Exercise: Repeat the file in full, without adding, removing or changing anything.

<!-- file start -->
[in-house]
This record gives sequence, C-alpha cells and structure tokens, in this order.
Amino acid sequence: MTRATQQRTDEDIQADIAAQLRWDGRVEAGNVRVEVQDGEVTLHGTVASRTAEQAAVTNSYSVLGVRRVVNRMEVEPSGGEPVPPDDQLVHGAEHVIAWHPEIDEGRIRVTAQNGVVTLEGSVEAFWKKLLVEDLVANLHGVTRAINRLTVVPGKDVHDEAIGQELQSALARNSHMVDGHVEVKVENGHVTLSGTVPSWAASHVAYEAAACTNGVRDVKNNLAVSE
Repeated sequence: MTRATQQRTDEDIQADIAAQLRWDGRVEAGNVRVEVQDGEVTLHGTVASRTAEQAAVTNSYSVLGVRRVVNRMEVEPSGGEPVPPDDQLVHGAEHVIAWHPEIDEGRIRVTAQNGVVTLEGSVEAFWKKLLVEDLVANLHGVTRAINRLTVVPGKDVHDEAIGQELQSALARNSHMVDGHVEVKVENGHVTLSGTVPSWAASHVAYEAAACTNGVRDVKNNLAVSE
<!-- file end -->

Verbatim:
[in-house]
This record gives sequence, C-alpha cells and structure tokens, in this order.
Amino acid sequence: MTRATQQRTDEDIQADIAAQLRWDGRVEAGNVRVEVQDGEVTLHGTVASRTAEQAAVTNSYSVLGVRRVVNRMEVEPSGGEPVPPDDQLVHGAEHVIAWHPEIDEGRIRVTAQNGVVTLEGSVEAFWKKLLVEDLVANLHGVTRAINRLTVVPGKDVHDEAIGQELQSALARNSHMVDGHVEVKVENGHVTLSGTVPSWAASHVAYEAAACTNGVRDVKNNLAVSE
Repeated sequence: MTRATQQRTDEDIQADIAAQLRWDGRVEAGNVRVEVQDGEVTLHGTVASRTAEQAAVTNSYSVLGVRRVVNRMEVEPSGGEPVPPDDQLVHGAEHVIAWHPEIDEGRIRVTAQNGVVTLEGSVEAFWKKLLVEDLVANLHGVTRAINRLTVVPGKDVHDEAIGQELQSALARNSHMVDGHVEVKVENGHVTLSGTVPSWAASHVAYEAAACTNGVRDVKNNLAVSE